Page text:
Quad Cities, IL/IA

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Nature’s Way: Biologic Regeneration


By John Dooley MD, Pain Centers of Iowa, P.C.

Advances in
the understanding of how the human body repairs itself are now making
their way into the clinical practice of medicine and can be offered as
an option to those with injuries to tendons, cartilage, and connective
tissue. Instead of injection of medicines that have downsides or surgery
that many not turn out right, the body’s own reparative mechanisms can
be marshaled to heal pain and provide function to damaged parts. An
attractive feature of this approach is that it involves only the body’s
existing substances to achieve the desired goals.

The advances
that have led to these techniques are the discovery of growth factors,
where the growth factors are stored, and the mechanisms that deliver
these growth factors to areas of damage. When a piece of the body is
damaged through a sudden large force or repetitive smaller force there
is enough damage that bleeding occurs into the area of damage. A normal
process is for the body to stop this bleeding by plugging the holes in
the tiny blood vessels that are leaking from the damage. A formed
element of the blood known as platelets function like plugs that get
caught on rough edges of the torn blood vessel or in the meshwork of
chemical bonds that occur in the leaking area; after enough accumulate
the bleeding stops. The platelets contain many active substances that
initiate and maintain tissue repair.  Many of these substances are
proteins and enzymes that have developed over ages of evolution as
defense mechanisms for the living organisms.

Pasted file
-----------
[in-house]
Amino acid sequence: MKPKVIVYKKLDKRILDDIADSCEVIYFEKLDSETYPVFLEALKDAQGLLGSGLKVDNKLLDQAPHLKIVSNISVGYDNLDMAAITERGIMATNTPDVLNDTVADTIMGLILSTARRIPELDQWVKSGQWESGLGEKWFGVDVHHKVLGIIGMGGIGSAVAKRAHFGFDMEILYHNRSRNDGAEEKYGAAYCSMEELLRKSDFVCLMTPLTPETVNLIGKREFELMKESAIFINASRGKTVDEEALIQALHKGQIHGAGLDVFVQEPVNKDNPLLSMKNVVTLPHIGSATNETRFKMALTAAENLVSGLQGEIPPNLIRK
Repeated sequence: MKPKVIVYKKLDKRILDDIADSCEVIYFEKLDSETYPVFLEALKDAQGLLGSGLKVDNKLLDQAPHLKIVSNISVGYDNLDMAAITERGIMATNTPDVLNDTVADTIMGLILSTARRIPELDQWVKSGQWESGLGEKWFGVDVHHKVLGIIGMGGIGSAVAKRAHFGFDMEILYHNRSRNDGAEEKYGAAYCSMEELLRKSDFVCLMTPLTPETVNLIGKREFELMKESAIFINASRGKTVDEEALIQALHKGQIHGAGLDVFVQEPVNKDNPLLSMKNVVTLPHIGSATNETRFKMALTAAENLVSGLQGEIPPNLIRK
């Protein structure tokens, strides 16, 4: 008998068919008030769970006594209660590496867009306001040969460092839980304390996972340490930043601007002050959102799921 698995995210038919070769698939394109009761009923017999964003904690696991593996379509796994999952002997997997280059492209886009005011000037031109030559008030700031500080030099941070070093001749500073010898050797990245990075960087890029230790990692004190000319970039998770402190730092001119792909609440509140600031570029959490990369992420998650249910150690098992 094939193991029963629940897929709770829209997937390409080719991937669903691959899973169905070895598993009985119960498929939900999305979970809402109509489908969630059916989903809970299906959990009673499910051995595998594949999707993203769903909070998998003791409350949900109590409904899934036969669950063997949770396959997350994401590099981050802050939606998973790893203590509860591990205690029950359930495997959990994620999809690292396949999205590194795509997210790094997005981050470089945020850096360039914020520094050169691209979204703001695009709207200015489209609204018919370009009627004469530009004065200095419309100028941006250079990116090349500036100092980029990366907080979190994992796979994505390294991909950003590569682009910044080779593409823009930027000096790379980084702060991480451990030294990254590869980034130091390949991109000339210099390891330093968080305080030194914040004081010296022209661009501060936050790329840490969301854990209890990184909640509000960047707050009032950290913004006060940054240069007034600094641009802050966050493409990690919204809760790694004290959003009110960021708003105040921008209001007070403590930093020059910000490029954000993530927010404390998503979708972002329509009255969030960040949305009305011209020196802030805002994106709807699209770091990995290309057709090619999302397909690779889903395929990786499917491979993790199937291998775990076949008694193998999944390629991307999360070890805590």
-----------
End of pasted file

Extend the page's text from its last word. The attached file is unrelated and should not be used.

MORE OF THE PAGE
The platelet
substances have many different functions and produce many actions. One
of the first is to signal other cells that help to clean up the
abnormal, damaged or nonfunctional tissue involved in the injury. These
cells are like chemical digesters of the unwanted tissue in the area of
injury. After that work is finished, growth factors signal normal tissue
to divide and give rise to new tissue adjacent to the injury and infill
the defective areas. Another way of regeneration is to activate cells
that are in various areas of the body or storage areas waiting to help
out. These cells are an un-matured form and can mature into many
different types of adult cells that have different functions. These
immature cell forms are similar to stem cells that one reads about in
the research world. They are pluripotent which means that they can
develop into different functioning cell lines from the same immature
cell. The proteins and enzymes that are in a platelet and the other
reparative cells that accumulate in an area of injury help signal the
pluripotent cells to come to the area of injury and to mature into the
cell form needed to replace the damaged cell that has been removed.
Frequently, this complex process of repair and regeneration results in a
strong and fully functional tendon, ligament, or cartilage.

Although the body has the ability to regenerate damaged tissue, it does
not always achieve enough to alleviate symptoms of injured tendons,
ligaments and cartilage. Medical intervention is sought and treatment
prescribed; the treatment could be injections of corticosteroids to
reduce the inflammation of injury. The downsides to that choice is that
it may relieve pain but do nothing to repair the tissue, and
corticosteroids may weaken the tissue instead of making it stronger
because it diminishes the body’s reparative mechanisms. Physical therapy